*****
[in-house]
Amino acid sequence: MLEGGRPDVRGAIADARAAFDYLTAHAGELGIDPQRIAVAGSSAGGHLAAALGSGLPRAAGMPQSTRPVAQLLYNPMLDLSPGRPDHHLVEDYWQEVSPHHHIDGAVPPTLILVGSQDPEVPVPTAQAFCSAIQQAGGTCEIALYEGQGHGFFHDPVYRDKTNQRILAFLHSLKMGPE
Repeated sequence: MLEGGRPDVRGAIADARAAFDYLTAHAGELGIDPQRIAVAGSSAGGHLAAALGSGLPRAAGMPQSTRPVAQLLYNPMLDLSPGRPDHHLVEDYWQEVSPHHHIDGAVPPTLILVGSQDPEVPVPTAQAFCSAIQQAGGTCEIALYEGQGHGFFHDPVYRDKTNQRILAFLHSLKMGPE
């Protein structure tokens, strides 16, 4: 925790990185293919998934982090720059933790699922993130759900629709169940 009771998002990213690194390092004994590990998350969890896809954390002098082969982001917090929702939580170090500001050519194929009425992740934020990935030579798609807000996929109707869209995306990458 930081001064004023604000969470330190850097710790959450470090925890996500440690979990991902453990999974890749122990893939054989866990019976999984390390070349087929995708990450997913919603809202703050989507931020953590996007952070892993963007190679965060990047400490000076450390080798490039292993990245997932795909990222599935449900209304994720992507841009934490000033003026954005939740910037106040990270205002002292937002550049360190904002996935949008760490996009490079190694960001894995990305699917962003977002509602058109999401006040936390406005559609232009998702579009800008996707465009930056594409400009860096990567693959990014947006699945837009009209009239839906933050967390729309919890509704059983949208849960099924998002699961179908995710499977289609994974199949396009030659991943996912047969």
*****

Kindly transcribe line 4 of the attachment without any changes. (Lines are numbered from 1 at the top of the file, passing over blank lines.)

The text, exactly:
């Protein structure tokens, strides 16, 4: 925790990185293919998934982090720059933790699922993130759900629709169940 009771998002990213690194390092004994590990998350969890896809954390002098082969982001917090929702939580170090500001050519194929009425992740934020990935030579798609807000996929109707869209995306990458 930081001064004023604000969470330190850097710790959450470090925890996500440690979990991902453990999974890749122990893939054989866990019976999984390390070349087929995708990450997913919603809202703050989507931020953590996007952070892993963007190679965060990047400490000076450390080798490039292993990245997932795909990222599935449900209304994720992507841009934490000033003026954005939740910037106040990270205002002292937002550049360190904002996935949008760490996009490079190694960001894995990305699917962003977002509602058109999401006040936390406005559609232009998702579009800008996707465009930056594409400009860096990567693959990014947006699945837009009209009239839906933050967390729309919890509704059983949208849960099924998002699961179908995710499977289609994974199949396009030659991943996912047969």